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  Dietary deficiency in n-3 polyunsaturated fatty acids produces behavioral changes in rat pups and adolescents

Bondi, C., Tock, J., Totah, N., Taha, A., Rapoport, S., & Moghaddam, B. (2011). Dietary deficiency in n-3 polyunsaturated fatty acids produces behavioral changes in rat pups and adolescents. Poster presented at 41st Annual Meeting of the Society for Neuroscience (Neuroscience 2011), Washington, DC, USA.

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Bondi, CO, Author
Tock, JL, Author
Totah, NK1, Author              
Taha, AY, Author
Rapoport, SI, Author
Moghaddam, B, Author
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1Department of Neuroscience, University of Pittsburgh, ou_persistent22              

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 Abstract: The n-3 polyunsaturated fatty acids (PUFAs), such as docosahexaenoic acid (DHA), play an important role in normal brain structure and function. Several findings in humans support the hypothesis of functional links between PUFA status, brain neurotransmission alterations and behavioral disorders. We investigated involvement of n-3 PUFAs in central nervous system function by assessing effects of dietary PUFA deficiency in a variety of behavioral tasks in consecutive generations of rats. These included pre-weaning maternal bonding and anxiety-like behavior in rats bred to a second generation on diets that were either deficient (DEF) or adequate (ADQ) in PUFAs. First generation (G1) Sprague-Dawley offspring were raised by dams separated into two groups after determination of pregnancy, one receiving a PUFA adequate diet and the other receiving a PUFA deficient diet (Dyets Inc. Bethlehem, PA), which lacks alpha-Linoleic acid, a precursor of DHA. Male rat pups underwent the return to dam test before weaning, following which they were kept on the same diet as their respective dams. Further testing was done during puberty in the open field test. Adult females from G1 were maintained on their respective PUFA diets and bred with normal chow-fed male rats. Second generation (G2) offspring were divided into the two PUFA diets and underwent the same battery of behavioral tests at the same developmental points as G1. After a brief separation from mother, G2 DEF rats exhibited significantly less crossings between the two compartments compared to ADQ and G1 DEF rats. Latency of crossing was not affected suggesting that this effect is not caused by motor deficits. Pubertal rats were also assessed for exploratory drive in the open field. G1 rats displayed a trend toward reduced time spent in the center (p=0.06), while G2 rats spent significantly less time in open area (p<0.05), with no changes in ambulatory activity. These findings suggest that n-3 PUFA deficiency may be associated with less exploratory behavior and increased anxiety in adolescent rats. Other behavioral characterizations are underway. This generational n-3 PUFA deprived rat model may be useful for revealing the contribution of chronic dietary n-3 PUFA deficiency to behavioral deficits relevant to psychiatric illnesses.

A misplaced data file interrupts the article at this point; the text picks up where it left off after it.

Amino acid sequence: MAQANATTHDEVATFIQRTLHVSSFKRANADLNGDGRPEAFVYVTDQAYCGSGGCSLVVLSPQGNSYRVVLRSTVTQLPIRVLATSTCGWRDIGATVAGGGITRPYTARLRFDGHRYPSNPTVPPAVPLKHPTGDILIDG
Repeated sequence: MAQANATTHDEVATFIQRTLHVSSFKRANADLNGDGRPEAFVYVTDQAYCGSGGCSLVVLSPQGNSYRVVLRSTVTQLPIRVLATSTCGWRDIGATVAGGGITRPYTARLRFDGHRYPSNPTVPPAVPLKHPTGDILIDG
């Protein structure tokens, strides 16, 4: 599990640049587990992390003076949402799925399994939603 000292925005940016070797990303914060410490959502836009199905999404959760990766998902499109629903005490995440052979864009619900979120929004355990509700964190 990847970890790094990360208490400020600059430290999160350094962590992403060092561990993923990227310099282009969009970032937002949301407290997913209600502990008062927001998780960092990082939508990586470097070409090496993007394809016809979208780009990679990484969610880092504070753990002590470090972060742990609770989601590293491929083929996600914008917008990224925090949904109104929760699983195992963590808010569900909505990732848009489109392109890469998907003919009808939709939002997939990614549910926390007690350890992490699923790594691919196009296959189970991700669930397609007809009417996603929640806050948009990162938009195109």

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 Dates: 2011-11-16
 Publication Status: Published in print
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Title: 41st Annual Meeting of the Society for Neuroscience (Neuroscience 2011)
Place of Event: Washington, DC, USA
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Title: 41st Annual Meeting of the Society for Neuroscience (Neuroscience 2011)
Source Genre: Proceedings
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Pages: - Volume / Issue: - Sequence Number: 777.20 Start / End Page: - Identifier: -